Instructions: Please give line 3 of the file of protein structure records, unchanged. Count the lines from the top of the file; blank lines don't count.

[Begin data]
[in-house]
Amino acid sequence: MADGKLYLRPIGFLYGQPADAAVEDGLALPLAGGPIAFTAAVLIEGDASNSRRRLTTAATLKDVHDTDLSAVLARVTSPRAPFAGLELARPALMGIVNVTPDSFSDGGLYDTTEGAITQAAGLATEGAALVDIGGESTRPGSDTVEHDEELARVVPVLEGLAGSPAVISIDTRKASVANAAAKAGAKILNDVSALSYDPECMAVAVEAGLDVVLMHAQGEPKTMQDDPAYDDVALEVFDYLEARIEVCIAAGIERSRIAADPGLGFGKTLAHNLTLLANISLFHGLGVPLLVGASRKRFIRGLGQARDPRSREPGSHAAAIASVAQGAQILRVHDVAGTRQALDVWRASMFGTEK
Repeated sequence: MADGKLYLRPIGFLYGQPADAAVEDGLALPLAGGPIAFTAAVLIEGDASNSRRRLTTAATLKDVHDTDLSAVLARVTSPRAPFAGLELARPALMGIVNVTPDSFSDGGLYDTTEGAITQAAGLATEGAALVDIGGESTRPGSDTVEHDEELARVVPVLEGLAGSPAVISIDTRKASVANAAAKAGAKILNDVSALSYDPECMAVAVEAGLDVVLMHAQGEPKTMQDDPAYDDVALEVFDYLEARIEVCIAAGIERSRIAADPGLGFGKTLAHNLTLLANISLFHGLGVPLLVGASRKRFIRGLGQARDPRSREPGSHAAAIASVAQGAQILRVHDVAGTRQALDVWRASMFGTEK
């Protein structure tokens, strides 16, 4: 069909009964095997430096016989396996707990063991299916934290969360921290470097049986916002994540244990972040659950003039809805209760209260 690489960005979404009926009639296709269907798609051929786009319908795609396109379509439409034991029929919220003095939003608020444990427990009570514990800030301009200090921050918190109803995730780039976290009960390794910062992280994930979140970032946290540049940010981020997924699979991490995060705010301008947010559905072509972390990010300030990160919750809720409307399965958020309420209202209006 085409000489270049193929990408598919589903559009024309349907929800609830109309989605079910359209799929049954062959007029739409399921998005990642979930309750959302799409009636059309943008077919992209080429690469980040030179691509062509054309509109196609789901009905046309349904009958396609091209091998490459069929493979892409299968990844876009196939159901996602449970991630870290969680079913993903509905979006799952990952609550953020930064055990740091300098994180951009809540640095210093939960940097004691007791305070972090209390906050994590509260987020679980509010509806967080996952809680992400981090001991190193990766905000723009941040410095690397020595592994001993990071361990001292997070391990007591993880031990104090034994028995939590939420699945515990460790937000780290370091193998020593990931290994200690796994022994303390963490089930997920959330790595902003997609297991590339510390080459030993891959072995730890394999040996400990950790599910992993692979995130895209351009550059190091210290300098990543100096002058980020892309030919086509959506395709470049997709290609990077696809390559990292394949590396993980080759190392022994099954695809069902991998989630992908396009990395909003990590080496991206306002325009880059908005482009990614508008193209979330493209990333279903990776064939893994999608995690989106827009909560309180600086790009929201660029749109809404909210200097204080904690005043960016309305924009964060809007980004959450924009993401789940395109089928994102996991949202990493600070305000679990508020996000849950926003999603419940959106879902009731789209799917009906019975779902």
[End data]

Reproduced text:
Repeated sequence: MADGKLYLRPIGFLYGQPADAAVEDGLALPLAGGPIAFTAAVLIEGDASNSRRRLTTAATLKDVHDTDLSAVLARVTSPRAPFAGLELARPALMGIVNVTPDSFSDGGLYDTTEGAITQAAGLATEGAALVDIGGESTRPGSDTVEHDEELARVVPVLEGLAGSPAVISIDTRKASVANAAAKAGAKILNDVSALSYDPECMAVAVEAGLDVVLMHAQGEPKTMQDDPAYDDVALEVFDYLEARIEVCIAAGIERSRIAADPGLGFGKTLAHNLTLLANISLFHGLGVPLLVGASRKRFIRGLGQARDPRSREPGSHAAAIASVAQGAQILRVHDVAGTRQALDVWRASMFGTEK